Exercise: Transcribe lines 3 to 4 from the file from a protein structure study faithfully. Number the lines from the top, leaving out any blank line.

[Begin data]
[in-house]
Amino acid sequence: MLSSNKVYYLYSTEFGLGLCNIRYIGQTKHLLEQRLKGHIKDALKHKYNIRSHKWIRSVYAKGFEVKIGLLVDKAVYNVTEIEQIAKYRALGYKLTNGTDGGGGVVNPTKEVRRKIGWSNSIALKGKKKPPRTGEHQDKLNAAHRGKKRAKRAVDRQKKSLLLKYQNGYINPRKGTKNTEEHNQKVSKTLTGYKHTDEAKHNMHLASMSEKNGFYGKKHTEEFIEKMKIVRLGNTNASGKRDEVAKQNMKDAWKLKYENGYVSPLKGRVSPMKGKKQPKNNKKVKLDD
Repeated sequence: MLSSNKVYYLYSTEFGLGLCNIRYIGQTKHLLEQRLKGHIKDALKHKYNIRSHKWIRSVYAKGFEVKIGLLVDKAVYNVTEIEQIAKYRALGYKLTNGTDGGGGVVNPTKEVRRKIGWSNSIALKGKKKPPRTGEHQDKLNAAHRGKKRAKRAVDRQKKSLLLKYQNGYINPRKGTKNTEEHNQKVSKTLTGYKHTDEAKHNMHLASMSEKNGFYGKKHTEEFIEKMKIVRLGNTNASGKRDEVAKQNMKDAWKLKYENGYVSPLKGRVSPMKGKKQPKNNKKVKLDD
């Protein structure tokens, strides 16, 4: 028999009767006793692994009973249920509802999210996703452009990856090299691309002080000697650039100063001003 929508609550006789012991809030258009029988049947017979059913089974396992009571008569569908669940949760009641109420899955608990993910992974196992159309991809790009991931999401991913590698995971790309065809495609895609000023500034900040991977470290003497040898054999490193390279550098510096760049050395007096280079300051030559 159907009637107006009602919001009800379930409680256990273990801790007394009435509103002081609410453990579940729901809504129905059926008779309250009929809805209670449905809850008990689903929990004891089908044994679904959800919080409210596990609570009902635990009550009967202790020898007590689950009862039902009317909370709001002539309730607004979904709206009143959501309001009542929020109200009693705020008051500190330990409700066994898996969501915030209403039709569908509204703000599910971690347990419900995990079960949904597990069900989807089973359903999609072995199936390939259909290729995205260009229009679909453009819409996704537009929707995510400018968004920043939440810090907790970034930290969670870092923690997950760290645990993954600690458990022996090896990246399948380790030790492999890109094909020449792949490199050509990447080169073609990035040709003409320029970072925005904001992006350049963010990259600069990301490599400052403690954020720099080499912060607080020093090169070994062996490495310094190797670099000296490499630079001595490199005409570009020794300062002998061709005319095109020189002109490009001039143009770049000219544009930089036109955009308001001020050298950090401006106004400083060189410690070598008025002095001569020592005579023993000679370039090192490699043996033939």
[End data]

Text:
Repeated sequence: MLSSNKVYYLYSTEFGLGLCNIRYIGQTKHLLEQRLKGHIKDALKHKYNIRSHKWIRSVYAKGFEVKIGLLVDKAVYNVTEIEQIAKYRALGYKLTNGTDGGGGVVNPTKEVRRKIGWSNSIALKGKKKPPRTGEHQDKLNAAHRGKKRAKRAVDRQKKSLLLKYQNGYINPRKGTKNTEEHNQKVSKTLTGYKHTDEAKHNMHLASMSEKNGFYGKKHTEEFIEKMKIVRLGNTNASGKRDEVAKQNMKDAWKLKYENGYVSPLKGRVSPMKGKKQPKNNKKVKLDD
């Protein structure tokens, strides 16, 4: 028999009767006793692994009973249920509802999210996703452009990856090299691309002080000697650039100063001003 929508609550006789012991809030258009029988049947017979059913089974396992009571008569569908669940949760009641109420899955608990993910992974196992159309991809790009991931999401991913590698995971790309065809495609895609000023500034900040991977470290003497040898054999490193390279550098510096760049050395007096280079300051030559 159907009637107006009602919001009800379930409680256990273990801790007394009435509103002081609410453990579940729901809504129905059926008779309250009929809805209670449905809850008990689903929990004891089908044994679904959800919080409210596990609570009902635990009550009967202790020898007590689950009862039902009317909370709001002539309730607004979904709206009143959501309001009542929020109200009693705020008051500190330990409700066994898996969501915030209403039709569908509204703000599910971690347990419900995990079960949904597990069900989807089973359903999609072995199936390939259909290729995205260009229009679909453009819409996704537009929707995510400018968004920043939440810090907790970034930290969670870092923690997950760290645990993954600690458990022996090896990246399948380790030790492999890109094909020449792949490199050509990447080169073609990035040709003409320029970072925005904001992006350049963010990259600069990301490599400052403690954020720099080499912060607080020093090169070994062996490495310094190797670099000296490499630079001595490199005409570009020794300062002998061709005319095109020189002109490009001039143009770049000219544009930089036109955009308001001020050298950090401006106004400083060189410690070598008025002095001569020592005579023993000679370039090192490699043996033939």